OverviewOver 1,400 species of vascular plants are found in Shenandoah National Park. The park's 70-mile length and 3,500-foot elevation range create numerous habitats that support a wide variety of forest cover types. The primary factors determining which plants grow in certain areas of Shenandoah National Park are elevation, available moisture Chestnut oak and red oak forests are most common in the park, but other forest types such tulip poplar, cove hardwood, and even small areas of spruce-fir forest, may also be found when exploring the park's hillsides, sheltered stream valleys, and peaks.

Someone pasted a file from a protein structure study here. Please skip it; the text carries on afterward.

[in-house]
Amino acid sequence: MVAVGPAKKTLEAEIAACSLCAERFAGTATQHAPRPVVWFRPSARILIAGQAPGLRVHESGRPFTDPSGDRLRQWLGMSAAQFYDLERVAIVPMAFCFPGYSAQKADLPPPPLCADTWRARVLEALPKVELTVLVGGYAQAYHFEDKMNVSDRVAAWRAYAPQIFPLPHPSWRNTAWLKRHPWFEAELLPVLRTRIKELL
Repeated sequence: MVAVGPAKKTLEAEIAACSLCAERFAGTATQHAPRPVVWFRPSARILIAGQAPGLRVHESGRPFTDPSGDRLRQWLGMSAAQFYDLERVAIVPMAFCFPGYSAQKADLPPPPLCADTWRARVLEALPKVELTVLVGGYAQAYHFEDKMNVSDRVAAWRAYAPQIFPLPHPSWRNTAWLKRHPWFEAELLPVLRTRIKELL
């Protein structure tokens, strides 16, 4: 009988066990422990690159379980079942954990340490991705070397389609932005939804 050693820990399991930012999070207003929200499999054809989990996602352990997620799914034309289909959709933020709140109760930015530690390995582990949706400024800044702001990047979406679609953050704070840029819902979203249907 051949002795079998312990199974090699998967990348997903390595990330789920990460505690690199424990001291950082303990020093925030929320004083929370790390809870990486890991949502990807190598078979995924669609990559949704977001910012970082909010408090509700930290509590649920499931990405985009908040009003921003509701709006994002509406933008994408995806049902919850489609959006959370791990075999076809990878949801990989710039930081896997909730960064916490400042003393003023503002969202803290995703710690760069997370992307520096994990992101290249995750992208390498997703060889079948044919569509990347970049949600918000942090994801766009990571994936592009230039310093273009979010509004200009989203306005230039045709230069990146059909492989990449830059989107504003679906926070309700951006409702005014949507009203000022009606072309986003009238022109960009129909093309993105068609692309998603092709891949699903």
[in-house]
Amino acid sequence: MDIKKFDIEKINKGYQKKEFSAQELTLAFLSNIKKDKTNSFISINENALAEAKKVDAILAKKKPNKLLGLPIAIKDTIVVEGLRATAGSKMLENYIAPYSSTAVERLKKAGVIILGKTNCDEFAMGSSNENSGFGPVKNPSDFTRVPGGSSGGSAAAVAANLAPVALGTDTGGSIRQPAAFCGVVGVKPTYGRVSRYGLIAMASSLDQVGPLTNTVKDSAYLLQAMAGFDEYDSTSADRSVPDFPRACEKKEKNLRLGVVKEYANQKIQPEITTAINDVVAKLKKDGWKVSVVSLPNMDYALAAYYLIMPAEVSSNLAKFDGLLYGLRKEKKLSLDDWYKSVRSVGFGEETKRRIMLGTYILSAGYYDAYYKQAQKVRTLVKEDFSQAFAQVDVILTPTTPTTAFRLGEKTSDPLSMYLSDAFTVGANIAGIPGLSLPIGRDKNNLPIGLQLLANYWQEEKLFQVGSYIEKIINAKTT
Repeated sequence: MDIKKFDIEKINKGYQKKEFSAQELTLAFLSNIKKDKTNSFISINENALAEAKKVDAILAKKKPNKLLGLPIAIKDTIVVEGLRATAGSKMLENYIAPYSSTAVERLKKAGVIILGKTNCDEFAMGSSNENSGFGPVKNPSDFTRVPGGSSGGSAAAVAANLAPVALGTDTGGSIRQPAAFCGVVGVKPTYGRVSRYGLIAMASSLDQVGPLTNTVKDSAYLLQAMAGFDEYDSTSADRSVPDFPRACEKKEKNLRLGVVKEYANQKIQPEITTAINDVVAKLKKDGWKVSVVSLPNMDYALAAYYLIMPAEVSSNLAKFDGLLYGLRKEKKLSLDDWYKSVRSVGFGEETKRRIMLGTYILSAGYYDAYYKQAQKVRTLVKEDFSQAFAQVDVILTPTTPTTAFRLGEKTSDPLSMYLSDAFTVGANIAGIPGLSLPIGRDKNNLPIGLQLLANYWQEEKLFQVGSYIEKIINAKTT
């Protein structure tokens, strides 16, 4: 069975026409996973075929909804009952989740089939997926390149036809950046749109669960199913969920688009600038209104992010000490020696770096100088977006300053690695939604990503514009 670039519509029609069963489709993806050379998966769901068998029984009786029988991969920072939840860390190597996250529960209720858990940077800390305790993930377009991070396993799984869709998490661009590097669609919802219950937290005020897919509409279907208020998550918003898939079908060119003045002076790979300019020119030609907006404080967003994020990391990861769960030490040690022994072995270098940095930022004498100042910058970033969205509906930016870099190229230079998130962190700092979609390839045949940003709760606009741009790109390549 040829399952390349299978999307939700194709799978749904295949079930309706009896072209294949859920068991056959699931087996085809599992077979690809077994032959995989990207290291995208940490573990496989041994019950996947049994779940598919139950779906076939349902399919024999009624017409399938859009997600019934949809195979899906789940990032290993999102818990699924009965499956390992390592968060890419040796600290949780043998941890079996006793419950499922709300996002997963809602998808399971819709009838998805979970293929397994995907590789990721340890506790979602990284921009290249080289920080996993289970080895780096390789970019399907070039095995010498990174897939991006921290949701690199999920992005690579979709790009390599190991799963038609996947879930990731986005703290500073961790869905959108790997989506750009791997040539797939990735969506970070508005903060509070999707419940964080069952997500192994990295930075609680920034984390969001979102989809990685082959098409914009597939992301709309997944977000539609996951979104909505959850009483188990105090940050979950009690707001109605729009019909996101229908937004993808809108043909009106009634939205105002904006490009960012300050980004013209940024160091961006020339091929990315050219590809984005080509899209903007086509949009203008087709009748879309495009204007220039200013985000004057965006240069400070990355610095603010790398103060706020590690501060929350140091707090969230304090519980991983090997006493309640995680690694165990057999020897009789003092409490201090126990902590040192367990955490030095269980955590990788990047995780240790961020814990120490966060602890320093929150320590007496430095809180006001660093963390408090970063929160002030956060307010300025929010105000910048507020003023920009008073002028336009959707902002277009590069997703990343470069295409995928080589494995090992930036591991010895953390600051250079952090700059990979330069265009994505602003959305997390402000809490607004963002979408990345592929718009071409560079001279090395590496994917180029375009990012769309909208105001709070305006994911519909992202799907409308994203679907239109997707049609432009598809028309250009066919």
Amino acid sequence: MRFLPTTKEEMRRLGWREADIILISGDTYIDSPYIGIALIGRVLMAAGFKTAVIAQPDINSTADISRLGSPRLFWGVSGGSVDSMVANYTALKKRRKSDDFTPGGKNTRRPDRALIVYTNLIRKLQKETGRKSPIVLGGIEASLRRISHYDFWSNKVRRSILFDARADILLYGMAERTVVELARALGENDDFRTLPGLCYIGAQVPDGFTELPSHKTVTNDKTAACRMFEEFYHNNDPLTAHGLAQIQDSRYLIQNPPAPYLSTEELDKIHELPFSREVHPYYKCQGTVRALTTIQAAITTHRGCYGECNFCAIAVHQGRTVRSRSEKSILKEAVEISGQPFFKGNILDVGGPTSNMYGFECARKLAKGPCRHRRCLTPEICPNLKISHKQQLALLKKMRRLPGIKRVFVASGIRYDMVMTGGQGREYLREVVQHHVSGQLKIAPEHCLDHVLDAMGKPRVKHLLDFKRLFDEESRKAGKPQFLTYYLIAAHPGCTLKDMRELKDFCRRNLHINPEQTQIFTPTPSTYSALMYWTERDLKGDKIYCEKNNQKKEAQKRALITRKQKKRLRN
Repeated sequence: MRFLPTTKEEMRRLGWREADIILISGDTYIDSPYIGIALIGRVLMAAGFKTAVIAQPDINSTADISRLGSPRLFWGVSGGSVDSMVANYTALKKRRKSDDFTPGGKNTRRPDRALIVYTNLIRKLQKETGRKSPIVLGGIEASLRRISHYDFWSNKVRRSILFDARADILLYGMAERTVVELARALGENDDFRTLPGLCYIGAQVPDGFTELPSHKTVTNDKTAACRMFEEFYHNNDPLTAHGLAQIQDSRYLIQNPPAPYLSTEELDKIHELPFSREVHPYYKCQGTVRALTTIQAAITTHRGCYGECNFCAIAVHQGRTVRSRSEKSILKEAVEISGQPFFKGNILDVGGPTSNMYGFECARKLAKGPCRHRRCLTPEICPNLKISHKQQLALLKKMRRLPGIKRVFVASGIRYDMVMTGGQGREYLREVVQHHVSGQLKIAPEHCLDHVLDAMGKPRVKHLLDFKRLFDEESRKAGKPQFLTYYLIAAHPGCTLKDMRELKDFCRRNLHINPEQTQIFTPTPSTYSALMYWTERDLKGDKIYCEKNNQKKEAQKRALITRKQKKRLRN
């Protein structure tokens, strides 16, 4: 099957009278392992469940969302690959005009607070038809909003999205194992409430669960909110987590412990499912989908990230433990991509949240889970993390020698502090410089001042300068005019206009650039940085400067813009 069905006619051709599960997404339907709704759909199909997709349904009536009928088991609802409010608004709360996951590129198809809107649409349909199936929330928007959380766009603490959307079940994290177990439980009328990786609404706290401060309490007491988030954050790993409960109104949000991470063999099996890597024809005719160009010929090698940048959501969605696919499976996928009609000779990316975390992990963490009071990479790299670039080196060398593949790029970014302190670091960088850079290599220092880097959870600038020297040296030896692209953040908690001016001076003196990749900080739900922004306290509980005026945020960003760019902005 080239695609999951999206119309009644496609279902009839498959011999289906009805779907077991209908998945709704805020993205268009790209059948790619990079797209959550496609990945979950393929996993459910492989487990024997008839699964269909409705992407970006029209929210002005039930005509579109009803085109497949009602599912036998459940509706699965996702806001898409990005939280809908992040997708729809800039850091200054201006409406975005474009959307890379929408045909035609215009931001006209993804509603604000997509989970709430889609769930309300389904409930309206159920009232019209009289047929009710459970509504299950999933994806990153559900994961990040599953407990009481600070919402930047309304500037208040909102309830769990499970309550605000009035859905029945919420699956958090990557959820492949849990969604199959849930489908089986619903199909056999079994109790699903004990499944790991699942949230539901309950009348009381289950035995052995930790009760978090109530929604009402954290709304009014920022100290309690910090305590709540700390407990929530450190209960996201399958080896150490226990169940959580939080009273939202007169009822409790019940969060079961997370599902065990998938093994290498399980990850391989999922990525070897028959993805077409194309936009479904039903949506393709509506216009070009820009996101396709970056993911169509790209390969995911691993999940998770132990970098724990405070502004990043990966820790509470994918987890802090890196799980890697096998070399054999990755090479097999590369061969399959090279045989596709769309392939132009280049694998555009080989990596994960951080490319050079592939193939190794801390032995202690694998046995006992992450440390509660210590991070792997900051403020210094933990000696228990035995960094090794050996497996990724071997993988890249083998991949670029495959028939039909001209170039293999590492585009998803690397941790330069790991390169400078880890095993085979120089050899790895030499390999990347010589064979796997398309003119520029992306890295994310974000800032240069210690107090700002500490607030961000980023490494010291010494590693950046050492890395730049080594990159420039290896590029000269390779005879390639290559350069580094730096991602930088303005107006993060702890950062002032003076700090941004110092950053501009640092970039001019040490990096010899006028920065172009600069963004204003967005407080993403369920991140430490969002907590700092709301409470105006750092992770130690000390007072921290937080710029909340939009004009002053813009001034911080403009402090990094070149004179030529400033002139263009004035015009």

The Shenandoah National Park Vegetation Inventory Project delivers many geospatial and vegetation data products, including an in-depth project report discussing methods and results, which include descriptions to vegetation associations, field keys to vegetation associations, map classification, and map-class descriptions. The suite of products also includes a database of vegetation plots, and accuracy assessment (AA) sites; digital images of field sites; digital aerial imagery; digital maps; a contingency table listing AA results; and a geodatabase of vegetation, field sites (vegetation plots, and AA sites), aerial imagery, project boundary, and metadata.
The products of vegetation mapping projects are stored and managed in the National Park Service's Data Store, a repository for documents and publications relating to park resources. From the highlighted items below, click on the type of information you are looking for.
Last updated: October 19, 2018